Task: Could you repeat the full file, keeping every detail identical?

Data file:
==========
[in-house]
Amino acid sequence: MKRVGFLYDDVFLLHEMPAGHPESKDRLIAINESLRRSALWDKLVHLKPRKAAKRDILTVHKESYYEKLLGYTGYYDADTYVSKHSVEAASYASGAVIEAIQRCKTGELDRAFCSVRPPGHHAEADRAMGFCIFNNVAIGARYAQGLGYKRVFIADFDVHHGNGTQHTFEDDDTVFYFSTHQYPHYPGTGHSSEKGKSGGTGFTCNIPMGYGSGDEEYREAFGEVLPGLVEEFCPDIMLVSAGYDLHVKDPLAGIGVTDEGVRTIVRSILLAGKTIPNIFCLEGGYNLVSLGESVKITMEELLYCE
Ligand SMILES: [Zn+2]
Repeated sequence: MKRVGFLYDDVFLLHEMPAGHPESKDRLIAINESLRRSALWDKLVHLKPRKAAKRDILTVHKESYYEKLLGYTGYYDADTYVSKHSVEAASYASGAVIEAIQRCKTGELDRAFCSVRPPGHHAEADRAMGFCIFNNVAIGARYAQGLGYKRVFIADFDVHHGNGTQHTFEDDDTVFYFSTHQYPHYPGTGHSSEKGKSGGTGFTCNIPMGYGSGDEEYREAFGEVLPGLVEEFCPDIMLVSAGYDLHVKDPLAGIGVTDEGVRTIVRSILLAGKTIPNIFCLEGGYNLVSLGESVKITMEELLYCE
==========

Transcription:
[in-house]
Amino acid sequence: MKRVGFLYDDVFLLHEMPAGHPESKDRLIAINESLRRSALWDKLVHLKPRKAAKRDILTVHKESYYEKLLGYTGYYDADTYVSKHSVEAASYASGAVIEAIQRCKTGELDRAFCSVRPPGHHAEADRAMGFCIFNNVAIGARYAQGLGYKRVFIADFDVHHGNGTQHTFEDDDTVFYFSTHQYPHYPGTGHSSEKGKSGGTGFTCNIPMGYGSGDEEYREAFGEVLPGLVEEFCPDIMLVSAGYDLHVKDPLAGIGVTDEGVRTIVRSILLAGKTIPNIFCLEGGYNLVSLGESVKITMEELLYCE
Ligand SMILES: [Zn+2]
Repeated sequence: MKRVGFLYDDVFLLHEMPAGHPESKDRLIAINESLRRSALWDKLVHLKPRKAAKRDILTVHKESYYEKLLGYTGYYDADTYVSKHSVEAASYASGAVIEAIQRCKTGELDRAFCSVRPPGHHAEADRAMGFCIFNNVAIGARYAQGLGYKRVFIADFDVHHGNGTQHTFEDDDTVFYFSTHQYPHYPGTGHSSEKGKSGGTGFTCNIPMGYGSGDEEYREAFGEVLPGLVEEFCPDIMLVSAGYDLHVKDPLAGIGVTDEGVRTIVRSILLAGKTIPNIFCLEGGYNLVSLGESVKITMEELLYCE